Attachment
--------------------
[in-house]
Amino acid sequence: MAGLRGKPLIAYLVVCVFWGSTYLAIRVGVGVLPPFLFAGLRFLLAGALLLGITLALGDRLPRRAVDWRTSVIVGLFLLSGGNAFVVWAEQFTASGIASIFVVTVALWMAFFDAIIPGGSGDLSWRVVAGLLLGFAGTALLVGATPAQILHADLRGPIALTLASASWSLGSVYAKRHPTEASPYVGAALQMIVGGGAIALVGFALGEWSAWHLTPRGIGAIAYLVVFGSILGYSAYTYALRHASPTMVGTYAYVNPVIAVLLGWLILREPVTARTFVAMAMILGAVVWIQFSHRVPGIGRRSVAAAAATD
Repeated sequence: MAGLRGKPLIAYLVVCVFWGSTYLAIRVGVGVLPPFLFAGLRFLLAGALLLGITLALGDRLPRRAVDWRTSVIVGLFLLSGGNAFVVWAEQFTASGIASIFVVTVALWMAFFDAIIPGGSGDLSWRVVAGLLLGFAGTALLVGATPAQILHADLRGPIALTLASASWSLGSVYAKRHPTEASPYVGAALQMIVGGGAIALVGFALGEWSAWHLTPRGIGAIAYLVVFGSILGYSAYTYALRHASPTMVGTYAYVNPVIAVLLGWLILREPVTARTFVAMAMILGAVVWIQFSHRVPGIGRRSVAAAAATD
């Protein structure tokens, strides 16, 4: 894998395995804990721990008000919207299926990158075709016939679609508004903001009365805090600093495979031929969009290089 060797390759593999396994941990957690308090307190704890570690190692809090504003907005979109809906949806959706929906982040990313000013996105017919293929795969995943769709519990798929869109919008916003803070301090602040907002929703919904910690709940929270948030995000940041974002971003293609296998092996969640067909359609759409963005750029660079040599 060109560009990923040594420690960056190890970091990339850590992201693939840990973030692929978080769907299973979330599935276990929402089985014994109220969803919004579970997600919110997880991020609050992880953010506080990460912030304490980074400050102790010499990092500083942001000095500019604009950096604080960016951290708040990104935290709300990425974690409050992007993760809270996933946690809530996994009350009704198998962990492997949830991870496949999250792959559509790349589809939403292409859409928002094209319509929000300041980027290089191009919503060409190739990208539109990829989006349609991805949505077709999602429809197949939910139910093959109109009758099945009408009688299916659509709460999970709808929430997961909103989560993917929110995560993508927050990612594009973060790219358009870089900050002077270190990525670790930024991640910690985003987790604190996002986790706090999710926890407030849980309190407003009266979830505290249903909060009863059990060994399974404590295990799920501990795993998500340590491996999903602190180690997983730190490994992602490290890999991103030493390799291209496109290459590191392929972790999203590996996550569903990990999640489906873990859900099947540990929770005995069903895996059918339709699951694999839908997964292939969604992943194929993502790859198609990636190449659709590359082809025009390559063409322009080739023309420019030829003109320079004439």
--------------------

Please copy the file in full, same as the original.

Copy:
[in-house]
Amino acid sequence: MAGLRGKPLIAYLVVCVFWGSTYLAIRVGVGVLPPFLFAGLRFLLAGALLLGITLALGDRLPRRAVDWRTSVIVGLFLLSGGNAFVVWAEQFTASGIASIFVVTVALWMAFFDAIIPGGSGDLSWRVVAGLLLGFAGTALLVGATPAQILHADLRGPIALTLASASWSLGSVYAKRHPTEASPYVGAALQMIVGGGAIALVGFALGEWSAWHLTPRGIGAIAYLVVFGSILGYSAYTYALRHASPTMVGTYAYVNPVIAVLLGWLILREPVTARTFVAMAMILGAVVWIQFSHRVPGIGRRSVAAAAATD
Repeated sequence: MAGLRGKPLIAYLVVCVFWGSTYLAIRVGVGVLPPFLFAGLRFLLAGALLLGITLALGDRLPRRAVDWRTSVIVGLFLLSGGNAFVVWAEQFTASGIASIFVVTVALWMAFFDAIIPGGSGDLSWRVVAGLLLGFAGTALLVGATPAQILHADLRGPIALTLASASWSLGSVYAKRHPTEASPYVGAALQMIVGGGAIALVGFALGEWSAWHLTPRGIGAIAYLVVFGSILGYSAYTYALRHASPTMVGTYAYVNPVIAVLLGWLILREPVTARTFVAMAMILGAVVWIQFSHRVPGIGRRSVAAAAATD
């Protein structure tokens, strides 16, 4: 894998395995804990721990008000919207299926990158075709016939679609508004903001009365805090600093495979031929969009290089 060797390759593999396994941990957690308090307190704890570690190692809090504003907005979109809906949806959706929906982040990313000013996105017919293929795969995943769709519990798929869109919008916003803070301090602040907002929703919904910690709940929270948030995000940041974002971003293609296998092996969640067909359609759409963005750029660079040599 060109560009990923040594420690960056190890970091990339850590992201693939840990973030692929978080769907299973979330599935276990929402089985014994109220969803919004579970997600919110997880991020609050992880953010506080990460912030304490980074400050102790010499990092500083942001000095500019604009950096604080960016951290708040990104935290709300990425974690409050992007993760809270996933946690809530996994009350009704198998962990492997949830991870496949999250792959559509790349589809939403292409859409928002094209319509929000300041980027290089191009919503060409190739990208539109990829989006349609991805949505077709999602429809197949939910139910093959109109009758099945009408009688299916659509709460999970709808929430997961909103989560993917929110995560993508927050990612594009973060790219358009870089900050002077270190990525670790930024991640910690985003987790604190996002986790706090999710926890407030849980309190407003009266979830505290249903909060009863059990060994399974404590295990799920501990795993998500340590491996999903602190180690997983730190490994992602490290890999991103030493390799291209496109290459590191392929972790999203590996996550569903990990999640489906873990859900099947540990929770005995069903895996059918339709699951694999839908997964292939969604992943194929993502790859198609990636190449659709590359082809025009390559063409322009080739023309420019030829003109320079004439």